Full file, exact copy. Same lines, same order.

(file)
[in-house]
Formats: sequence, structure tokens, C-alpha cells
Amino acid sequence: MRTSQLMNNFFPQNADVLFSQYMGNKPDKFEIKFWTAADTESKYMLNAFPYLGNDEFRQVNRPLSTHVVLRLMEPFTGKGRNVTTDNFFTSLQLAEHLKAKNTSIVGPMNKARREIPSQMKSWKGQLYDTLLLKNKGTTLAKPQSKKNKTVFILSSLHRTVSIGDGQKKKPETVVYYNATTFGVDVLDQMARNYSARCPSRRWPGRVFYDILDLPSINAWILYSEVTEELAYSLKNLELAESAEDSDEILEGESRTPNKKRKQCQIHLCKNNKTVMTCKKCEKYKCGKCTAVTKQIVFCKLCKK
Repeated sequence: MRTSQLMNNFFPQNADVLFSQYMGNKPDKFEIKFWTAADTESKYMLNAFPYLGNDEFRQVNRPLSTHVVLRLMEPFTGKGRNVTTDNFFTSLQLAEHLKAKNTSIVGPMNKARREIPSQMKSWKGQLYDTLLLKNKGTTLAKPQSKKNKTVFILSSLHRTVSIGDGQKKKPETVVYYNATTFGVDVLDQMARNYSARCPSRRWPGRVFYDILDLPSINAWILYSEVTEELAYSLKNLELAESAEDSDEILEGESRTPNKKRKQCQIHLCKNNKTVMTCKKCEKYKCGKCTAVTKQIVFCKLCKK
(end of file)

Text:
[in-house]
Formats: sequence, structure tokens, C-alpha cells
Amino acid sequence: MRTSQLMNNFFPQNADVLFSQYMGNKPDKFEIKFWTAADTESKYMLNAFPYLGNDEFRQVNRPLSTHVVLRLMEPFTGKGRNVTTDNFFTSLQLAEHLKAKNTSIVGPMNKARREIPSQMKSWKGQLYDTLLLKNKGTTLAKPQSKKNKTVFILSSLHRTVSIGDGQKKKPETVVYYNATTFGVDVLDQMARNYSARCPSRRWPGRVFYDILDLPSINAWILYSEVTEELAYSLKNLELAESAEDSDEILEGESRTPNKKRKQCQIHLCKNNKTVMTCKKCEKYKCGKCTAVTKQIVFCKLCKK
Repeated sequence: MRTSQLMNNFFPQNADVLFSQYMGNKPDKFEIKFWTAADTESKYMLNAFPYLGNDEFRQVNRPLSTHVVLRLMEPFTGKGRNVTTDNFFTSLQLAEHLKAKNTSIVGPMNKARREIPSQMKSWKGQLYDTLLLKNKGTTLAKPQSKKNKTVFILSSLHRTVSIGDGQKKKPETVVYYNATTFGVDVLDQMARNYSARCPSRRWPGRVFYDILDLPSINAWILYSEVTEELAYSLKNLELAESAEDSDEILEGESRTPNKKRKQCQIHLCKNNKTVMTCKKCEKYKCGKCTAVTKQIVFCKLCKK